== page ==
‘Build, Build, Bust’?
If the promised “Golden Age of Infrastructure” is at hand, it’s not exactly off to a good start. First-quarter GDP data showed an overall economic slowdown induced prominently by a dramatic slackening in public construction activity, which ground down to a mere 2 percent annualized growth from a zooming 38.5 percent in the same quarter last year.
I sincerely hope this is not a foreboding of yet another case of execution falling short of intention, of implementation defying plans. The previous administration was ribbed that PPP better stood for “PowerPoint presentations” rather than public-private partnerships, as projects were slow in getting off the conceptual stage. Expectations ran high when President Benigno Aquino III declared early on that PPPs were to be the cornerstone of his infrastructure development push. Yet it took most of his term to make a significant part of the listed PPP projects finally ready to be bid out, and when he stepped down, only 3 out of more than 50 projects listed had been completed.
But just as the PPP momentum had finally been mustered, the new administration decided to change course, opting to go for cheap government loans dangled by newfound friend and erstwhile adversary (and still so in the eyes of many) China. The policy from the top is now to fund much more of our infrastructure projects with official development assistance (ODA) from foreign partners (especially China), and from government funds (translation: taxpayer money). But there’s a basic issue here. One key virtue of PPPs is that users of the facility, such as toll roads and airports, are the ones who pay for it. If we use government funds or loans, which are ultimately paid for by general taxpayers, Mindanao or Visayas taxpayers will also pay for a highway in Luzon, even if they will never get to use that road. This is just one reason the PPP mode is widely seen worldwide as a good idea.
What’s more worrying, though, is that turning away from PPP in favor of government funding could undermine rather than bolster the government’s desire to build things fast, and build things well. We all know that our government’s track record in directly implementing projects doesn’t inspire much confidence. Five things come to mind, not necessarily in order of damage caused: long delays, huge cost overruns, fat kickbacks, shoddy maintenance, and large operating losses—and I hardly need to elaborate. Moreover, our past experience with China-supported projects—the scandal-ridden North Rail and National Broadband Network-ZTE projects—is anything but positive. Let’s not forget that we went for PPPs not merely to ease the financial burden on the government, even if that was the original compelling motivation. Besides the sound “user pays” principle they uphold, we also wanted to tap the private sector’s inherently superior efficiency in building, maintaining and running a revenue-earning facility.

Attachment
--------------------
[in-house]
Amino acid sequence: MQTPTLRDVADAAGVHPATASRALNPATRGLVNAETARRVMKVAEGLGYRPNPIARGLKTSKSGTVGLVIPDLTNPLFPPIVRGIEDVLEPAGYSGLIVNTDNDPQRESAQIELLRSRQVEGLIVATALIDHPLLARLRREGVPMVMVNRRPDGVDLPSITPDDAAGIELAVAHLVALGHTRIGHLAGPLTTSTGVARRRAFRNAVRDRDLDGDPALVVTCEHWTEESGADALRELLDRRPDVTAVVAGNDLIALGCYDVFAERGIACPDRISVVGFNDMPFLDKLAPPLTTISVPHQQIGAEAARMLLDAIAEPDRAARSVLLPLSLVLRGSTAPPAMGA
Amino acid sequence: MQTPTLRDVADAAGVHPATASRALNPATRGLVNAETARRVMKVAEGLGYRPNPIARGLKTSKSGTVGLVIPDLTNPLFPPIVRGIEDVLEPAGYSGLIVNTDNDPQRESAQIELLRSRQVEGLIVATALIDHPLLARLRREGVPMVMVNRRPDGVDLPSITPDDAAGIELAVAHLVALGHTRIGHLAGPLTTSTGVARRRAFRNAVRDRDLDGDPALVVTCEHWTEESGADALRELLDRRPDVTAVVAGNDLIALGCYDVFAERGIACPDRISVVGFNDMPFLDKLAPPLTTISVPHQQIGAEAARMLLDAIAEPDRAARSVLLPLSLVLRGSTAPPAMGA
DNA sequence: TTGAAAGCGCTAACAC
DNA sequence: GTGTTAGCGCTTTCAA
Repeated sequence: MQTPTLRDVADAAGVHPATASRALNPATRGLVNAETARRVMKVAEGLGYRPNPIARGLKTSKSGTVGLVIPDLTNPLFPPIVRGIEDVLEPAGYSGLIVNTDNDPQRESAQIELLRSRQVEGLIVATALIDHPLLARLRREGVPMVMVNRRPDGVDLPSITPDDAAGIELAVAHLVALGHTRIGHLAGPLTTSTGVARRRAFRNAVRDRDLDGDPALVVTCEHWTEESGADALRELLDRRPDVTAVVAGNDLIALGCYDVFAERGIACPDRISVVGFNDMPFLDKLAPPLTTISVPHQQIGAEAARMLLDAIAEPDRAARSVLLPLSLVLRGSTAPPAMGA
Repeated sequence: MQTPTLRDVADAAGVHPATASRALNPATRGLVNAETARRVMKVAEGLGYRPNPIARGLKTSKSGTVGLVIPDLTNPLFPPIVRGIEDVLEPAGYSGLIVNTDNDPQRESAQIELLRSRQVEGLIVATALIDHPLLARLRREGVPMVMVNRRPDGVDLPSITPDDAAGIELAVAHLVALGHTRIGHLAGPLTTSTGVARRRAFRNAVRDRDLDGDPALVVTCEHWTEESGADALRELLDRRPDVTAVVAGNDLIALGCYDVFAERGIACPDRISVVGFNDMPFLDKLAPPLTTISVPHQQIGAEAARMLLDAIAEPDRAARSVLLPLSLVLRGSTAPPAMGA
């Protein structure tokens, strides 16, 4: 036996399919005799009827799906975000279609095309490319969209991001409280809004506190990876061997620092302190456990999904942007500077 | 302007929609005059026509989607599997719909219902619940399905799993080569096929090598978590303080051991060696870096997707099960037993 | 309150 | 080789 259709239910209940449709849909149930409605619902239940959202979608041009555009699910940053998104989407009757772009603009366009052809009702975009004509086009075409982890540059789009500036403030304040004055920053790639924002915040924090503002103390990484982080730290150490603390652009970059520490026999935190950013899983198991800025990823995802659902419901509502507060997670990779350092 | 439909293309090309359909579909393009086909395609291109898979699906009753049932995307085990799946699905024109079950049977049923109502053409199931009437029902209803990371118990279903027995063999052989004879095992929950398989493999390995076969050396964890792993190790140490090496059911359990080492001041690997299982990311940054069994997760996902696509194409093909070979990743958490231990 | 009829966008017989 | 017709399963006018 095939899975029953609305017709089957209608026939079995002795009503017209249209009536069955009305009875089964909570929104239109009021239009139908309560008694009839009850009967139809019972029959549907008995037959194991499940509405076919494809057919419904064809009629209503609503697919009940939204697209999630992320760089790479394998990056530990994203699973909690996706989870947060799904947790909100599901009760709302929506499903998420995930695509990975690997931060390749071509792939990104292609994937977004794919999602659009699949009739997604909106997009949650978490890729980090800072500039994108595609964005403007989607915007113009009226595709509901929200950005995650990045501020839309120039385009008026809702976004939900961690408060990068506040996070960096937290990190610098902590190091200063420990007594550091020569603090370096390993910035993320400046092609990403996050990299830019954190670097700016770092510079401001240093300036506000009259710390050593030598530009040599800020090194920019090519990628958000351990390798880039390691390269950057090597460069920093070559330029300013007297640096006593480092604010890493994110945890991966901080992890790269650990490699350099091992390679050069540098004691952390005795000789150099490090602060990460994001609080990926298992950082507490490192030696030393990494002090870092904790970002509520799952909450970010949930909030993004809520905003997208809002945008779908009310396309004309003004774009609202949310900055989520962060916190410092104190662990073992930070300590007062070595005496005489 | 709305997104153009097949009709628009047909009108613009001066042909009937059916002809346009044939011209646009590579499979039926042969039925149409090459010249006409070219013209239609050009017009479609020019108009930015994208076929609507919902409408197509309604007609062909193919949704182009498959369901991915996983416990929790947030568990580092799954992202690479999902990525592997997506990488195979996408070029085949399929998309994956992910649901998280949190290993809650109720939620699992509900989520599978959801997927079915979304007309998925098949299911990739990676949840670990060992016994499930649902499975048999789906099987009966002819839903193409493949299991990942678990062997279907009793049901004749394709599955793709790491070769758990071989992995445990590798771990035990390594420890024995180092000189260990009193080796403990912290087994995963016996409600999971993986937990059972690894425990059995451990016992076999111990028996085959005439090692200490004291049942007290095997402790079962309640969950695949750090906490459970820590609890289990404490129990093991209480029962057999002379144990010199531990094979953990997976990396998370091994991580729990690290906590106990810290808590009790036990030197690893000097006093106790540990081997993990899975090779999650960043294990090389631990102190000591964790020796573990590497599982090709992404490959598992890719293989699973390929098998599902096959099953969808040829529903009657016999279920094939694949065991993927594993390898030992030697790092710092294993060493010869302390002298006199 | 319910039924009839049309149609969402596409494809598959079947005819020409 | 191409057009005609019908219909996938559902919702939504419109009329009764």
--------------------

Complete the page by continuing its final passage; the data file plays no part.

In a Management Association of the Philippines forum last week, finance expert Vaughn Montes cited some contrasts. The ODA-funded Subic-Clark-Tarlac Expressway (SCTEx) took seven years from government approval to completion, two years delayed. It also cost nearly twice ($32.8 billion) the approved budget ($18.7 billion), at P341 million per kilometer. In contrast, the PPP Tarlac-Pangasinan-La Union Expressway (TPLEx) cost only P61 million per kilometer. The ODA-funded Iloilo International Airport took seven years from approval in 2000 to completion in 2007, at a final cost 42 percent above approved cost. In contrast, the PPP Mactan International Airport is on track for completion in 2018, four years after the government turned it over to the project firm—and it could have been three if not for a losing bidder’s court case that delayed it by a year.
Meanwhile, a proposal in Congress promises to throw yet another hurdle in the way of PPP, by requiring all bidders to secure a franchise from Congress first, when the current law sensibly grants it to the winning bidder outright. I’d worry about “Build, Build, Build” going bust, unless the government reconsiders its current stance on PPPs, and gets wary of overly depending on loans that could head us back toward financial instability, and more.
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